Is my employer required to pay for my meal break and rest breaks?



Is my employer required to pay for my meal break and rest breaks?

California labor law requires employers to provide certain employees with both meal and rest breaks, depending on how long their shift lasts. This rule only applies to “non-exempt” employees—those who are also paid by the hour and eligible for overtime. Exempt (i.e., salaried) workers are not guaranteed meal and rest breaks. However, some employers misclassify employees as exempt or misclassify them as independent contractors to avoid providing breaks and overtime.

Non-exempt California employees are entitled to an uninterrupted thirty-minute meal break at or before the beginning of the fifth hour of work and a second such break at or before the tenth hour of work. It is usually not legal for the employer to ask the employee to waive their break. But some exceptions might be made where a break is impractical – for example, a security guard working alone. Also, the employee may agree not to take a first meal break if they only work between five and six hours in a workday; or skip a second break if the workday is between 10 and 12 hours.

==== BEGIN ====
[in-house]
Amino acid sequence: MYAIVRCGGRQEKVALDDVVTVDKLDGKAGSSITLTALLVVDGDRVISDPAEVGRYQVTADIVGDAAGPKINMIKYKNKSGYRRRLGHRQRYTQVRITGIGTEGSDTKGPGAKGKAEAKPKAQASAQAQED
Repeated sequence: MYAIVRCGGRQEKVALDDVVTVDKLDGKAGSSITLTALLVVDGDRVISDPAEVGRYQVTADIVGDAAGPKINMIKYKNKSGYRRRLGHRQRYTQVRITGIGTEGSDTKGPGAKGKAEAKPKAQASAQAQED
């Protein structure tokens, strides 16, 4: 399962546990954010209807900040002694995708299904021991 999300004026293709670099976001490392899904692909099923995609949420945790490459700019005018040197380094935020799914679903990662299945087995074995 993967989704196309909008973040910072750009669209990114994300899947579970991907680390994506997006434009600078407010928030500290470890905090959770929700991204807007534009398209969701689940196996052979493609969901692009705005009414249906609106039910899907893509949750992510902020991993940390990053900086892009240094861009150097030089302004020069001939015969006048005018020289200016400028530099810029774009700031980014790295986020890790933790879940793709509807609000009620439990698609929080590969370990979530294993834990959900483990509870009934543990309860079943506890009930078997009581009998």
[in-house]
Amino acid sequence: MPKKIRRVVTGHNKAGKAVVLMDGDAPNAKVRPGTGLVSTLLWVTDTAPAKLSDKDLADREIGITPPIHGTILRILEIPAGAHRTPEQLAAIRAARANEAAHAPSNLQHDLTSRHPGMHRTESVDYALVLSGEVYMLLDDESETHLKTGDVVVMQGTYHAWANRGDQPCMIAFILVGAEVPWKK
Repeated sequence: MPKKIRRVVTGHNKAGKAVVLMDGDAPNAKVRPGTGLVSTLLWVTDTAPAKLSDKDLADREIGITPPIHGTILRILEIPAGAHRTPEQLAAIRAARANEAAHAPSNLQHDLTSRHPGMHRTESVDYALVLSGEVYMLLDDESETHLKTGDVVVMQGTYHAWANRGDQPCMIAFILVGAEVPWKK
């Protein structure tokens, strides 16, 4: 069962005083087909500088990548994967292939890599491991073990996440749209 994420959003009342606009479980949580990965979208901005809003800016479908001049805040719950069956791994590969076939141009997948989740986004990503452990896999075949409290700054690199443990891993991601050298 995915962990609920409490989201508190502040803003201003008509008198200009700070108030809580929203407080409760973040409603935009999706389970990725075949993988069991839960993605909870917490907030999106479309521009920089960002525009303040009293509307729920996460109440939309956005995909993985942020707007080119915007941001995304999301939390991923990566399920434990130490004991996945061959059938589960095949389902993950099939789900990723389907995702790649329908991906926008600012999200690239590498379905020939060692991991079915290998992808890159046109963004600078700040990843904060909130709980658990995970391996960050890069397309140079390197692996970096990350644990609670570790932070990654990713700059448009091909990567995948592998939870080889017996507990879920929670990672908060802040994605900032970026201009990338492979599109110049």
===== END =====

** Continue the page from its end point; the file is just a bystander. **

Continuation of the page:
Meal breaks must last at least 30 minutes without interruption, and the employee is free to leave the worksite during this time.

Also, employers must provide non-exempt workers with ten-minute rest breaks for every four hours worked, or a fraction thereof. For example, an employee who works an eight-hour shift must get a thirty-minute meal break and two ten-minute rest breaks.

The 30-minute meal breaks are not paid, but employees do receive pay during their 10-minute rest breaks. Unlike meal breaks, employees do not necessarily have the right to leave the workplace during the rest break, but the employer must provide a location for them to take a break. Bathroom visits do not count as a rest break.

If the employer fails to provide a meal or rest break, they must pay the employee a penalty of one hour of pay for each day the break was not permitted. If your employer makes you so busy, it is impossible to take a break, and the employer is aware of this, then you may have a case for missed break penalties.

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